Connoisseurship—a bundle of practices combining a sense of the quality of works of art, the ability to attribute them to their makers, and to discriminate between originals, copies, and forgeries—is a contested term with a contested history. In this lecture, Peter Burke argues that the “invention” of connoisseurship happened gradually rather than suddenly and took place in the West neither, as has sometimes been argued, in the nineteenth century, nor—perhaps surprisingly—in the Renaissance, but in the seventeenth century when treatises on the subject begin to appear.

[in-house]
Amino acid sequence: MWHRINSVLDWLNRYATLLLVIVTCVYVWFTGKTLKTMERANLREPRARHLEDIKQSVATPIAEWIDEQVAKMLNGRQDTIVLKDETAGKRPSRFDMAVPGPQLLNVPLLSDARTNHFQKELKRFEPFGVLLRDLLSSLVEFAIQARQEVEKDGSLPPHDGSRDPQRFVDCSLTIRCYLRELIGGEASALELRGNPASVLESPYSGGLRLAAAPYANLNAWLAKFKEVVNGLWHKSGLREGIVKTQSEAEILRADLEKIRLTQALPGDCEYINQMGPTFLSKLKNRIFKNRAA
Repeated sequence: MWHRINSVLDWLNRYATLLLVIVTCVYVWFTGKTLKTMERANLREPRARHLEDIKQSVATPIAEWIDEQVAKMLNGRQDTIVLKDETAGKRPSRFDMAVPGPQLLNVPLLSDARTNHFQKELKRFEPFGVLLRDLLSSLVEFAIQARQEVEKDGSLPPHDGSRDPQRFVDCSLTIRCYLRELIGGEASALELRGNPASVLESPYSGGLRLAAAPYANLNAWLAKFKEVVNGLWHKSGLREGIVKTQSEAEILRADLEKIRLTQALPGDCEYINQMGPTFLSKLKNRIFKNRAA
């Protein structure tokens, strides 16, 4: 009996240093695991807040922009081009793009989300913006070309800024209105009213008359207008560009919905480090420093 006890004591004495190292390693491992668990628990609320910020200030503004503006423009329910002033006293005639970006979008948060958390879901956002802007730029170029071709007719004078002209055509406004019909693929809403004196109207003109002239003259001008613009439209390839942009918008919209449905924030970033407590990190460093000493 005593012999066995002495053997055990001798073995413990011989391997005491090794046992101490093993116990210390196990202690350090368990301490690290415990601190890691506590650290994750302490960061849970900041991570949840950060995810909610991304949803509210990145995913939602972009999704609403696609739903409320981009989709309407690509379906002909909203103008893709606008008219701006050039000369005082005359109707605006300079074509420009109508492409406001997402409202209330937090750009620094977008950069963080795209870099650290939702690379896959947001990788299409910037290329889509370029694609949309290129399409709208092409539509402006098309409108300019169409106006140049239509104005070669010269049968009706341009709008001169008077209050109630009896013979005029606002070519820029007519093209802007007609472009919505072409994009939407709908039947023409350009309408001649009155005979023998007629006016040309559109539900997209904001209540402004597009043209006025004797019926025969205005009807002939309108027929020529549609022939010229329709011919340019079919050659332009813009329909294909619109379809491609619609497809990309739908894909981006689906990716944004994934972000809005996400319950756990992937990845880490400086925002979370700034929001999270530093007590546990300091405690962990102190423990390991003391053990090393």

Peter Burke is a cultural and social historian who was born in 1937, studied at Oxford (1957–62) and taught at the Universities of Sussex (1962–78) and Cambridge (1979–2004). He is a Life Fellow of Emmanuel College. His publications have focused in turn on historiography, the Renaissance, popular culture, and the history of knowledge, including the distinctive roles of exiles and polymaths. His latest book is a history of ignorance and his next will be a history of connoisseurship.

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